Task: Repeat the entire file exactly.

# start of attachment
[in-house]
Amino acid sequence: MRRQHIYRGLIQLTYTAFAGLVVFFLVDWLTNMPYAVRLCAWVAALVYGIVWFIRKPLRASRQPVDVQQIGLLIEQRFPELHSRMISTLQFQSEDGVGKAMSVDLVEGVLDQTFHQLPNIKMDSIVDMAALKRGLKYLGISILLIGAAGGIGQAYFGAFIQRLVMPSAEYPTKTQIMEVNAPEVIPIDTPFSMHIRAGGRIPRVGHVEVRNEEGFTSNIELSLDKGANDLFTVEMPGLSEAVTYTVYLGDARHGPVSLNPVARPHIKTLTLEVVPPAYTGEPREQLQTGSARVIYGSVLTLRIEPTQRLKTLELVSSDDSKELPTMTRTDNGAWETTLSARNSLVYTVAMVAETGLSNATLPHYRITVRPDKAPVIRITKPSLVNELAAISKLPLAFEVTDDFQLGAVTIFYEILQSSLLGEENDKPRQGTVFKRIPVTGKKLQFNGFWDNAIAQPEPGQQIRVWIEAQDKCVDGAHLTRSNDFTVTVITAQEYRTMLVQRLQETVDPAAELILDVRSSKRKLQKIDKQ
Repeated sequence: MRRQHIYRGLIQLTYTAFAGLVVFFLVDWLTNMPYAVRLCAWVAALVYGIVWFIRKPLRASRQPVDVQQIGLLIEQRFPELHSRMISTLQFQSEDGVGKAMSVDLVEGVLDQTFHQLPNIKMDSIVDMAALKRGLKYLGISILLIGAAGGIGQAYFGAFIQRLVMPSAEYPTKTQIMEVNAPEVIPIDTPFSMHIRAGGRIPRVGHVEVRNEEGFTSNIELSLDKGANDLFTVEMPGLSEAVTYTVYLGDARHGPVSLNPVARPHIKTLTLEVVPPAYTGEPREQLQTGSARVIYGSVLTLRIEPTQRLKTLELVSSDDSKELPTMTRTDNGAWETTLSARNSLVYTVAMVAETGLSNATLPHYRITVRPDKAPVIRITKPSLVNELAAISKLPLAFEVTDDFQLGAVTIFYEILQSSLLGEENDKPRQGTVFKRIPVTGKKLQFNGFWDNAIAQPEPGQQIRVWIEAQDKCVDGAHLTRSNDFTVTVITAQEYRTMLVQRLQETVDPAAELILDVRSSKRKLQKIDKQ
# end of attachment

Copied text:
[in-house]
Amino acid sequence: MRRQHIYRGLIQLTYTAFAGLVVFFLVDWLTNMPYAVRLCAWVAALVYGIVWFIRKPLRASRQPVDVQQIGLLIEQRFPELHSRMISTLQFQSEDGVGKAMSVDLVEGVLDQTFHQLPNIKMDSIVDMAALKRGLKYLGISILLIGAAGGIGQAYFGAFIQRLVMPSAEYPTKTQIMEVNAPEVIPIDTPFSMHIRAGGRIPRVGHVEVRNEEGFTSNIELSLDKGANDLFTVEMPGLSEAVTYTVYLGDARHGPVSLNPVARPHIKTLTLEVVPPAYTGEPREQLQTGSARVIYGSVLTLRIEPTQRLKTLELVSSDDSKELPTMTRTDNGAWETTLSARNSLVYTVAMVAETGLSNATLPHYRITVRPDKAPVIRITKPSLVNELAAISKLPLAFEVTDDFQLGAVTIFYEILQSSLLGEENDKPRQGTVFKRIPVTGKKLQFNGFWDNAIAQPEPGQQIRVWIEAQDKCVDGAHLTRSNDFTVTVITAQEYRTMLVQRLQETVDPAAELILDVRSSKRKLQKIDKQ
Repeated sequence: MRRQHIYRGLIQLTYTAFAGLVVFFLVDWLTNMPYAVRLCAWVAALVYGIVWFIRKPLRASRQPVDVQQIGLLIEQRFPELHSRMISTLQFQSEDGVGKAMSVDLVEGVLDQTFHQLPNIKMDSIVDMAALKRGLKYLGISILLIGAAGGIGQAYFGAFIQRLVMPSAEYPTKTQIMEVNAPEVIPIDTPFSMHIRAGGRIPRVGHVEVRNEEGFTSNIELSLDKGANDLFTVEMPGLSEAVTYTVYLGDARHGPVSLNPVARPHIKTLTLEVVPPAYTGEPREQLQTGSARVIYGSVLTLRIEPTQRLKTLELVSSDDSKELPTMTRTDNGAWETTLSARNSLVYTVAMVAETGLSNATLPHYRITVRPDKAPVIRITKPSLVNELAAISKLPLAFEVTDDFQLGAVTIFYEILQSSLLGEENDKPRQGTVFKRIPVTGKKLQFNGFWDNAIAQPEPGQQIRVWIEAQDKCVDGAHLTRSNDFTVTVITAQEYRTMLVQRLQETVDPAAELILDVRSSKRKLQKIDKQ